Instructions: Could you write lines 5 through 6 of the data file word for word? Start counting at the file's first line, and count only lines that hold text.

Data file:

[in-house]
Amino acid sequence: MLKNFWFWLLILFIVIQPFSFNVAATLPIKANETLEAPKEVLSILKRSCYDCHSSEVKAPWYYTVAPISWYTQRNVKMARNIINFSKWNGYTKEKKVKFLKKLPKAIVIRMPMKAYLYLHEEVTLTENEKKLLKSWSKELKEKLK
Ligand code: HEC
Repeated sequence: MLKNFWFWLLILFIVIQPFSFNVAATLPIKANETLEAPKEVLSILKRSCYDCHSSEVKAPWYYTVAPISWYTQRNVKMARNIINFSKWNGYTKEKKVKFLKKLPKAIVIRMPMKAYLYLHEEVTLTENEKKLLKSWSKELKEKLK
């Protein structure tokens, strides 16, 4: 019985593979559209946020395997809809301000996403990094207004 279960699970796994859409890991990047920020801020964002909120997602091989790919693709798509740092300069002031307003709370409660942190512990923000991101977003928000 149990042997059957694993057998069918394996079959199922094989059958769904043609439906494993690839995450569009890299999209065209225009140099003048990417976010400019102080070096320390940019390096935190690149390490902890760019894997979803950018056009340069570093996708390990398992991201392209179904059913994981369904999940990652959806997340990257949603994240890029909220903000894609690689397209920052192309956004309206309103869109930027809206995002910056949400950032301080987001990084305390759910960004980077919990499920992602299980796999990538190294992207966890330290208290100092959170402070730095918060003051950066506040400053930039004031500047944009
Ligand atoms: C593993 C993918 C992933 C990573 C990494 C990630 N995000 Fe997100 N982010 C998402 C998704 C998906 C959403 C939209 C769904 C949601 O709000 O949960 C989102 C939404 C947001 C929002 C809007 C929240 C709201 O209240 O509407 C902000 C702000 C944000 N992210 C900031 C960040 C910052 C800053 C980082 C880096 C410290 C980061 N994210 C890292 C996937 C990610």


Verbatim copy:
């Protein structure tokens, strides 16, 4: 019985593979559209946020395997809809301000996403990094207004 279960699970796994859409890991990047920020801020964002909120997602091989790919693709798509740092300069002031307003709370409660942190512990923000991101977003928000 149990042997059957694993057998069918394996079959199922094989059958769904043609439906494993690839995450569009890299999209065209225009140099003048990417976010400019102080070096320390940019390096935190690149390490902890760019894997979803950018056009340069570093996708390990398992991201392209179904059913994981369904999940990652959806997340990257949603994240890029909220903000894609690689397209920052192309956004309206309103869109930027809206995002910056949400950032301080987001990084305390759910960004980077919990499920992602299980796999990538190294992207966890330290208290100092959170402070730095918060003051950066506040400053930039004031500047944009
Ligand atoms: C593993 C993918 C992933 C990573 C990494 C990630 N995000 Fe997100 N982010 C998402 C998704 C998906 C959403 C939209 C769904 C949601 O709000 O949960 C989102 C939404 C947001 C929002 C809007 C929240 C709201 O209240 O509407 C902000 C702000 C944000 N992210 C900031 C960040 C910052 C800053 C980082 C880096 C410290 C980061 N994210 C890292 C996937 C990610």